The Story Behind the Korea-Japan Military Pact

      June 29, 2012 11:16

      Korea and Japan are to sign their first military cooperation pact since the end of Japan's occupation of Korea in 1945. "If things go as planned, the two nations will sign the pact on Friday," Foreign Ministry spokesman Cho Byung-jae told reporters Thursday.

      The pact allows Seoul and Tokyo to exchange classified military intelligence on North Korea's nuclear and missile programs as well as information about China's growing military power. Other pacts that have been mooted, on military logistics and equipment sharing, have been put on the back burner given entrenched public resentment of the former colonizers here.

      Warships from South Korea, the U.S., and Japan take part in trilateral military exercises in international waters south of Jeju Island on June 22. /Courtesy of the U.S. Navy

      ◆ Intelligence on North Korea

      Given the sensitivity of the pact, there were signs that the government tried to smuggle it past public notice. It was brought up and passed in the Cabinet on Wednesday without review at the lower ministerial level, and the government did not mention it in a press briefing immediately after the Cabinet meeting.

      But government officials insist the need to share military intelligence is greater than ever in view of North Korea's nuclear and missile threats. Experts believe the real reason is pressure from Washington to forge a closer three-way alliance to keep China in check. "Washington had proposed joint military drills for Korea, the U.S. and Japan for years, and the information sharing agreement is something the U.S. had been asking for in the same context," a government source here said on condition of anonymity. The source added the plans have "strategic significance" vis-a-vis China's growing might.

      The bilateral pact provides the legal framework for Seoul and Tokyo to share, protect and manage military intelligence. They will be able to share intelligence not only on North Korean troops, nuclear weapons and missiles, but on Chinese naval movements too.

      Military officials here said there is no need to worry since the pact is merely a framework authorizing the sharing of military intelligence and does not stipulate that Seoul must hand over classified information to Tokyo.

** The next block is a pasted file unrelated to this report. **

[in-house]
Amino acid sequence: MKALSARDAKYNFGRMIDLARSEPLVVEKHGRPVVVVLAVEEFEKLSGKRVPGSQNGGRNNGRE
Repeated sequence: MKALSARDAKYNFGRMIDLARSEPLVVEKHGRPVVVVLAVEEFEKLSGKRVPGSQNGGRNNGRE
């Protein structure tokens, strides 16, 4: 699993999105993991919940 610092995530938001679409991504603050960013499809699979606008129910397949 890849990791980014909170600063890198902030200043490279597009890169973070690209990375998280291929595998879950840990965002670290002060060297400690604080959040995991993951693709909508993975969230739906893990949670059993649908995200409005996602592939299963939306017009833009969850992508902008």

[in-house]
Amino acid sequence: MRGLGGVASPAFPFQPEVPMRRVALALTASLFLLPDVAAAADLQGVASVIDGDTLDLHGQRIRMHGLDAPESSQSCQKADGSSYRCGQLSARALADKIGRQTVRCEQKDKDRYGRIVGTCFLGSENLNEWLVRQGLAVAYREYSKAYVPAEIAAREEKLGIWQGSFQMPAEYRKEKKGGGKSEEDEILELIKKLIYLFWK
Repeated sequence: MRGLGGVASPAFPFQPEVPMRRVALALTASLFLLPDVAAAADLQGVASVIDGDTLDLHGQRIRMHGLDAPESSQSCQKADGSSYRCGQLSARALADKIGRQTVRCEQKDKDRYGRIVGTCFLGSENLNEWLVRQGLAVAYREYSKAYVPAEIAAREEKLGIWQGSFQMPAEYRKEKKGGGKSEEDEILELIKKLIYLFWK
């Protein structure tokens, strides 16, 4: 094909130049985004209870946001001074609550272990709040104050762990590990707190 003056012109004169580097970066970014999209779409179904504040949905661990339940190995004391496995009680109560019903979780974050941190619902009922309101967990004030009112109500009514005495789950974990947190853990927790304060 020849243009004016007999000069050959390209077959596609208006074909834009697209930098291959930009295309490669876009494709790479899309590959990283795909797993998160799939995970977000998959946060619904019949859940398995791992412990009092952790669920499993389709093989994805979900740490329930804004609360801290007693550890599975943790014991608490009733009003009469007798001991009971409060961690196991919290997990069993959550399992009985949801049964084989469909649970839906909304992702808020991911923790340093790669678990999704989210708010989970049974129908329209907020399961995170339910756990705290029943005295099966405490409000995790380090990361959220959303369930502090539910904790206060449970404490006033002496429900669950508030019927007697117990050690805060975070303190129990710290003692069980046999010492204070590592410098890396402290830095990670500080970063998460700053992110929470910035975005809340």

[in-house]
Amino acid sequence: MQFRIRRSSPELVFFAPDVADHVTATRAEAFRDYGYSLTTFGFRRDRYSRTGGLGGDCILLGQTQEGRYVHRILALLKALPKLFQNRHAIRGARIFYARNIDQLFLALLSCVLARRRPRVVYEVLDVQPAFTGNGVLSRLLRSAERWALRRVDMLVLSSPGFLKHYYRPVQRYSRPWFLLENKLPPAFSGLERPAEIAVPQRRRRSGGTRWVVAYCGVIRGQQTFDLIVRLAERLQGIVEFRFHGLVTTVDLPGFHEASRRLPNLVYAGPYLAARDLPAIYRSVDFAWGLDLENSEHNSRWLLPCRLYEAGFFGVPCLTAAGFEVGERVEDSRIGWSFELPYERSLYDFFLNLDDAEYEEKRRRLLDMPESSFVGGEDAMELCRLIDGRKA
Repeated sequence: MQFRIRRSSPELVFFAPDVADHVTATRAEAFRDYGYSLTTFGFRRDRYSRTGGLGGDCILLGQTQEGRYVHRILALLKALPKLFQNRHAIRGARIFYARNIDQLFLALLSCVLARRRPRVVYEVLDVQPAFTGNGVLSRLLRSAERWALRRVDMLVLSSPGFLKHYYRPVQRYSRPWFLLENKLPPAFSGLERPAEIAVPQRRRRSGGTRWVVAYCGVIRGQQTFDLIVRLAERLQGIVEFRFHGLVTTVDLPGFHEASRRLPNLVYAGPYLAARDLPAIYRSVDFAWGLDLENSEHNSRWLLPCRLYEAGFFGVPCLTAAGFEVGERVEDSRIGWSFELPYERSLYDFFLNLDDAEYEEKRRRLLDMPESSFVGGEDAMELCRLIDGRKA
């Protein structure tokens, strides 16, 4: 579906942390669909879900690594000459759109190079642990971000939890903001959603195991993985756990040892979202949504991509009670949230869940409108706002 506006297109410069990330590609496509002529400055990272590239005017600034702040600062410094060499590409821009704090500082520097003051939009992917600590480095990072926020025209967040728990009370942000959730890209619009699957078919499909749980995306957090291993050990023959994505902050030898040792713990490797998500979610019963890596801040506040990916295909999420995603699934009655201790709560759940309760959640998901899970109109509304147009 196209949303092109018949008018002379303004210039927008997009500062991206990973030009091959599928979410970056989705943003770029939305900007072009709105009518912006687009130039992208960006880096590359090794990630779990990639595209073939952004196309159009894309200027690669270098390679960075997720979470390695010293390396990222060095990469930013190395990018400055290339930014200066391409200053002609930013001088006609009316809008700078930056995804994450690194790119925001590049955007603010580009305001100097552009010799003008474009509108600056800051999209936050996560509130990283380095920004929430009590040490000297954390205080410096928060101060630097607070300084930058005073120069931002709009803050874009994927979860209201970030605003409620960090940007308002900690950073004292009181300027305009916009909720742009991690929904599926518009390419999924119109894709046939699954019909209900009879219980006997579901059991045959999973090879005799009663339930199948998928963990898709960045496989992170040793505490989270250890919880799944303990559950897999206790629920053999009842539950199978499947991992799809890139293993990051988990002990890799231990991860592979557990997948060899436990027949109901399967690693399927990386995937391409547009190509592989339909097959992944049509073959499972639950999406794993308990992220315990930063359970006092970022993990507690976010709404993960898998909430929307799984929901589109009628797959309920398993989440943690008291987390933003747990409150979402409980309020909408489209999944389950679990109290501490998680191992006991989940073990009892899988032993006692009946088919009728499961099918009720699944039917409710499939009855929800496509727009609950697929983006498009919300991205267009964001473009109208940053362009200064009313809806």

But some experts object that the military intelligence Japan has gathered about North Korea is no more sophisticated than the information Seoul has obtained from the U.S. or by its own efforts. "What country in the world has as much intelligence information on North Korea as we do?" said one intelligence expert. "If you look at its benefits and losses, Japan has more to gain."

      ◆ U.S. Pressure

      The U.S. is seeking to strengthen U.S.-Korea-Japan military cooperation as part of its strategy to keep China in check. But Seoul has been less than enthusiastic given strong lingering resentment among Koreans over Japan's past atrocities. Whenever they had the chance, U.S. officials have urged the government here to hold military drills involving all three countries, but the only trilateral military exercise Seoul has agreed to so far has been rescue drills like the one held last week in the East China Sea.

      "Japan and the U.S. have shared military intelligence since they signed an information sharing pact, but the U.S. had been frustrated since no such accord exists between Korea and Japan," a government official said. As soon as the Cabinet approved the pact on Wednesday, the U.S. State Department issued a statement welcoming the move.

      U.S. Defense Secretary Leon Panetta apparently asked Korean Defense Minister Kim Kwan-jin during the "2+2" meeting between the foreign and defense ministers earlier this month to rush the accord, but Seoul denies this.

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